Jenny Wong discusses tax legislation currently before Parliament.
As Prime Minister Scott Morrison and Treasurer Josh Frydenberg get their feet under their respective desks, it’s timely to reflect on what tax legislation we saw passed in the last sittings of parliament, and what is still outstanding. Parliament resumes on September 10.
As we know the Federal Government’s plans for company tax rate cuts, Treasury Laws Amendment (Enterprise Tax Plan No. 2) Bill 2017, did not pass the Senate last week. This legislation would have reduced the company tax rate down to 25 percent to all corporate tax entities.
Related legislation, Treasury Laws Amendment (Enterprise Tax Plan Base Rate Entities) Bill 2018, did pass however, and now awaits Royal Assent. The Bill disqualifies companies from the lower tax rate if more than 80 percent of their income is passive. The Australian Taxation Office (ATO) has also released a draft ruling LCR 2018/D7 that provides advice on this Bill including what amounts are base rate entity passive income.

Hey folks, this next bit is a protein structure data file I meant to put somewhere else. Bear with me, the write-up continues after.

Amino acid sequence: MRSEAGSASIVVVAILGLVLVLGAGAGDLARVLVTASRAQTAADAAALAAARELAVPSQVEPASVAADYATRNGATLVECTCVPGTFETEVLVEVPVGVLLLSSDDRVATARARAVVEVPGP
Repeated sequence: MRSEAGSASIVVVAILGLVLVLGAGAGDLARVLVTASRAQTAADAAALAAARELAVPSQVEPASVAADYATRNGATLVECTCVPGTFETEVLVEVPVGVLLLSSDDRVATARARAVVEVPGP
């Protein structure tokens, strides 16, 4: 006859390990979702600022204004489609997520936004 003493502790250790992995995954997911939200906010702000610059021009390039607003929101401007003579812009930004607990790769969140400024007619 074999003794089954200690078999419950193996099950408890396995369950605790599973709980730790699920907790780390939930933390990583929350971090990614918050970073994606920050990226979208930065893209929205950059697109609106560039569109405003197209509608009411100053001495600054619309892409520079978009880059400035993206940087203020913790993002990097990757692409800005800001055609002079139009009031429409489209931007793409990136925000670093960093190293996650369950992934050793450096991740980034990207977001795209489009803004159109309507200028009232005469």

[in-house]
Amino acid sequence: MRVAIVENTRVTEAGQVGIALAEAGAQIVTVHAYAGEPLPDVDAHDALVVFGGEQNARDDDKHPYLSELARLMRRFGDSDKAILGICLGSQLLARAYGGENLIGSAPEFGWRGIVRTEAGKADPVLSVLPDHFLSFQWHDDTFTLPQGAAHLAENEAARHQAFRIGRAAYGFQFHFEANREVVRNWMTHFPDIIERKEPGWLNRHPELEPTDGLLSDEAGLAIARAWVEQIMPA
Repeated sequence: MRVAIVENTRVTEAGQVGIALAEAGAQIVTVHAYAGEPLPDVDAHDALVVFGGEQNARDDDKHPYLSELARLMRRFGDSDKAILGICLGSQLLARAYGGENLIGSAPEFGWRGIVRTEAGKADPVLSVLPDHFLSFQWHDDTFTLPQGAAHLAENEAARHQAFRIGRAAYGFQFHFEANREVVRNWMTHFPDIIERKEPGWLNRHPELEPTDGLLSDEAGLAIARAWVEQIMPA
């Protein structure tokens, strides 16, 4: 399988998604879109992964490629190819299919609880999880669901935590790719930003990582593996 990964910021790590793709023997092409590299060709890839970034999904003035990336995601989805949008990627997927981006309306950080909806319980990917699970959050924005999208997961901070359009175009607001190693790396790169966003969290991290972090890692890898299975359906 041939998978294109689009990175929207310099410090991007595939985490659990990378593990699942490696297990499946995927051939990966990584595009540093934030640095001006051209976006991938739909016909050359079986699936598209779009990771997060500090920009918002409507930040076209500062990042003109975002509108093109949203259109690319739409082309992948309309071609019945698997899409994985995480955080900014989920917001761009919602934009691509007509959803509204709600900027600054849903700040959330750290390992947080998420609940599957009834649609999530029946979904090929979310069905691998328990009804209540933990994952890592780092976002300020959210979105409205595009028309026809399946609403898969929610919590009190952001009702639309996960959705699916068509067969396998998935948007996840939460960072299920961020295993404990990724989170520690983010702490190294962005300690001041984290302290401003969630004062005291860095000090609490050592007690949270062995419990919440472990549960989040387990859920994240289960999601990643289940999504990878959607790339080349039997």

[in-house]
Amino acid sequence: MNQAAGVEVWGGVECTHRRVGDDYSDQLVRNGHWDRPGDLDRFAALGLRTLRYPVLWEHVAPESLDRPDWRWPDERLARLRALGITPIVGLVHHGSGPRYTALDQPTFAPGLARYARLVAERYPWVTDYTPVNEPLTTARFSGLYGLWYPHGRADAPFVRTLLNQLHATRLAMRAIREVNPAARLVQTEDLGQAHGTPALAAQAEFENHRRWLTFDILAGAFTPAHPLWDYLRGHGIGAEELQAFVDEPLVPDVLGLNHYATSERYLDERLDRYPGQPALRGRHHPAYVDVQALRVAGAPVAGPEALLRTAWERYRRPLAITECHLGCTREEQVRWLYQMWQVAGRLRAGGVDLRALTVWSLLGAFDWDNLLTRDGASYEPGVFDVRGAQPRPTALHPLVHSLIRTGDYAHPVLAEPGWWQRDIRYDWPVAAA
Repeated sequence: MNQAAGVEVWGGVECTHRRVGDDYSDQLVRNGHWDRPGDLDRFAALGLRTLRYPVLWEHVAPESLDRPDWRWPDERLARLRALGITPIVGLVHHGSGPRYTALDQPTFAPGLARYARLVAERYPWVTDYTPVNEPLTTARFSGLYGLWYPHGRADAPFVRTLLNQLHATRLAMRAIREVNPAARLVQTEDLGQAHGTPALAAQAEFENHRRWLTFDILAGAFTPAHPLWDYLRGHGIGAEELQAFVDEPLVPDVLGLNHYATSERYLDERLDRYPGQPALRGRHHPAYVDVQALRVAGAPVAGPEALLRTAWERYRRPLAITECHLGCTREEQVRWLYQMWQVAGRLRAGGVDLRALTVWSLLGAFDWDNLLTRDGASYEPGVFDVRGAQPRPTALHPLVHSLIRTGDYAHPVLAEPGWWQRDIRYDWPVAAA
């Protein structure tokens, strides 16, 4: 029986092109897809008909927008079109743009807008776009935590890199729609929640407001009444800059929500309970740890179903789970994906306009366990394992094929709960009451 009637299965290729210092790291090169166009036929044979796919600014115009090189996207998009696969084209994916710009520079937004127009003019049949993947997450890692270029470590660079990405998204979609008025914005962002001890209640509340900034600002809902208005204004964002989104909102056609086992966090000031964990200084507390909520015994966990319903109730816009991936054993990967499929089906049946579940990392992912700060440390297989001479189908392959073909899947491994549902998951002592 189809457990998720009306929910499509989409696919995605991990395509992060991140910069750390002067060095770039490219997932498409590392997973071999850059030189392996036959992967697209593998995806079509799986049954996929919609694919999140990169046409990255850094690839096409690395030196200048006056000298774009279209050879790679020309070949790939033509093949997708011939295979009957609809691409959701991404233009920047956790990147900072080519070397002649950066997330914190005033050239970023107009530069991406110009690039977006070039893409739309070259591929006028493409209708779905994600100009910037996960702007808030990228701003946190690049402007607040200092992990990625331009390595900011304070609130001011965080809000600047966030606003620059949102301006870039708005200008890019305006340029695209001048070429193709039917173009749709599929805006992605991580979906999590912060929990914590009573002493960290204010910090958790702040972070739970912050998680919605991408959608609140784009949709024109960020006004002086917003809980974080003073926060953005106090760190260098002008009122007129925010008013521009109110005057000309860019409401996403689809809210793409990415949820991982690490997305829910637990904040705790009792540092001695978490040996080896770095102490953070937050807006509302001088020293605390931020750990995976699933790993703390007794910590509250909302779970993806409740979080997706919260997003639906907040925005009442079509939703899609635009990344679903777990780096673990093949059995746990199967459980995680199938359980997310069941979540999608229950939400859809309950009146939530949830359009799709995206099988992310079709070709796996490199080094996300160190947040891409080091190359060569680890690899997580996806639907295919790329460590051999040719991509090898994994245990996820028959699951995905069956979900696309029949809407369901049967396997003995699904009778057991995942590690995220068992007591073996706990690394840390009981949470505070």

Also to pass were the anti-hybrid measures, Treasury Laws Amendment (Tax Integrity and Other Measures No. 2) Bill 2018, which prevents entities that are liable to income tax in Australia from being able to avoid income taxation, or obtain a double non-taxation benefit. The measures apply from 1 January 2019.
The Treasury Laws Amendment (OECD Multilateral Instrument) Bill 2018 passed the Senate too which amends the International Tax Agreements Act 1953 to give legislative effect to the Multilateral Convention to Implement Tax Treaty Related Measures to Prevent Base Erosion and Profit Shifting.
Tax legislation still to be finalised in parliament includes:
Public Reporting of Corporate Entity Tax: Taxation Administration Amendment (Corporate Tax Entity Information) Bill 2017 is a private members bill introduced into the Senate by Senator Katy Gallagher in August last year that proposes to amend the Taxation Administration Act 1953 to lower the threshold for the public reporting of corporate entity tax information by the Australian Taxation Office (ATO) for private corporate entities to $100 million from $200 million. However, the Greens proposed to reduce the threshold to $50 million and this has passed the Senate and the Bill moved to the House for debate.